The trailer gives the show a slight Tangled feel, with the princess leaving home for the first time and exploring the outside world with new friends. However, the forced marriage plot is resolved by the start of the third episode and she returns home. Thereafter, the base setting – meaning the place where all the stories start – remains the castle in Dreamland.

The princess, nicknamed Bean (and voiced by Abbi Jacobson), is a drunken layabout rebelling against both the backwards gender politics of her time and her uncultured, emotionally distant father (voiced by John DiMaggio, aka, Bender) and his cadre of quirky subordinates (voiced by LaMarche, MacNeille, West and Herman). The elf, with the rather on-the-nose name Elfo (voiced by Nat Faxon), has stumbled into their lives after leaving his magical homeland and its constantly cheery, constantly sinking residents in search of a place where people aren’t so damn happy all the time. And the demon named Luci (voiced by Eric Andre) is…well, he’s just a demon, forced onto Bean in the pilot when she prematurely opens a mysterious wedding gift. Most everyone mistakes him for a cat, for some reason. As a character, he’s decidedly one-note, as in love with perpetuating evil as Bender was with drinking.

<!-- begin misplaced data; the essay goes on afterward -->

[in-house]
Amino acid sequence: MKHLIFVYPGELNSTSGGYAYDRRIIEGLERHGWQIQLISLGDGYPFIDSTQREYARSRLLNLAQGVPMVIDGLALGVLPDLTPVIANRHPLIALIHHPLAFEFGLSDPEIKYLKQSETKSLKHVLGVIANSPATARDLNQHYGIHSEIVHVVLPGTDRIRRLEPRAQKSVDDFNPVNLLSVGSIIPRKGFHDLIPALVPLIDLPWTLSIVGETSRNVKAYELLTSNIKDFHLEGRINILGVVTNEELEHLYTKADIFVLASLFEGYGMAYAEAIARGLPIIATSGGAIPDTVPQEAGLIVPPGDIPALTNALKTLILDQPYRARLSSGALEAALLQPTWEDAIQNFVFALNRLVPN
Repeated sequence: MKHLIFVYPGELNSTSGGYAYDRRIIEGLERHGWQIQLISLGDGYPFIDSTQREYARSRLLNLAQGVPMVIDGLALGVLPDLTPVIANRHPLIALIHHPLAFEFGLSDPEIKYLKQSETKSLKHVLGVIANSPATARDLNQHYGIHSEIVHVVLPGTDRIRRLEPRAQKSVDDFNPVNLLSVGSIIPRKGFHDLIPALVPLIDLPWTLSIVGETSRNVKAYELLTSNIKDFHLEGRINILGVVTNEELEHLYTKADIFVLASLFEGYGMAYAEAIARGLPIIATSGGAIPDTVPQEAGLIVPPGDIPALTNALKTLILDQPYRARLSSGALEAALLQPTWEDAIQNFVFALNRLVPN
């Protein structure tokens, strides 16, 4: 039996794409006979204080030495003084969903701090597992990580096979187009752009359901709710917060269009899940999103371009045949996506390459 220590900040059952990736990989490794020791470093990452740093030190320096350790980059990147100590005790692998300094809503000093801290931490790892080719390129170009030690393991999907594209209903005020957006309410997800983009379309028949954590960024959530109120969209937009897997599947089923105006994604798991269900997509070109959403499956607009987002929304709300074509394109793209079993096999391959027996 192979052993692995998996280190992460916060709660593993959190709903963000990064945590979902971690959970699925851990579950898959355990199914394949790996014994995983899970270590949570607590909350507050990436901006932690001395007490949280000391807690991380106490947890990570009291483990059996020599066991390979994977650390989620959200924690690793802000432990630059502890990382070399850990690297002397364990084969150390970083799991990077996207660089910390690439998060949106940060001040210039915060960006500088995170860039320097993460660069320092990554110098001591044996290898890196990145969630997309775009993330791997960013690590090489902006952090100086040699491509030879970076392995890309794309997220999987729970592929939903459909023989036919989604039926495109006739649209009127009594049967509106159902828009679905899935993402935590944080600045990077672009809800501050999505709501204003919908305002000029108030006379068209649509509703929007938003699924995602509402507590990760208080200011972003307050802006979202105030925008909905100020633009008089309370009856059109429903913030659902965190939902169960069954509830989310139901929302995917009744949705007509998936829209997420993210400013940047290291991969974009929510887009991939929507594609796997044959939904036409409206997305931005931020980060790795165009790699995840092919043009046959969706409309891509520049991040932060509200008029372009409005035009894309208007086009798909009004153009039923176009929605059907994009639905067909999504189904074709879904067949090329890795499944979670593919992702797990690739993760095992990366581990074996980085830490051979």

Elfo and Luci look more clearly inspired by Groening’s rougher-edged Life in Hell animation whereas Bean would be right at home on Futurama.

The show is more about Bean that it is about Elfo or Luci, who often act as the feuding angel and devil on her shoulder attempting to appeal to her best or worst impulses. Usually, for the sake of comedy, Luci wins that battle and Bean’s latest effort at self-improvement ends in a drunken stupor and a deeply disappointed dad yelling at her. As Groening told THR, Bean is his favorite character on the show for just how thoroughly “not a perfect princess” she is: “There are more consequences to her actions. And Abbi brings a feminist’s point of view to the words.”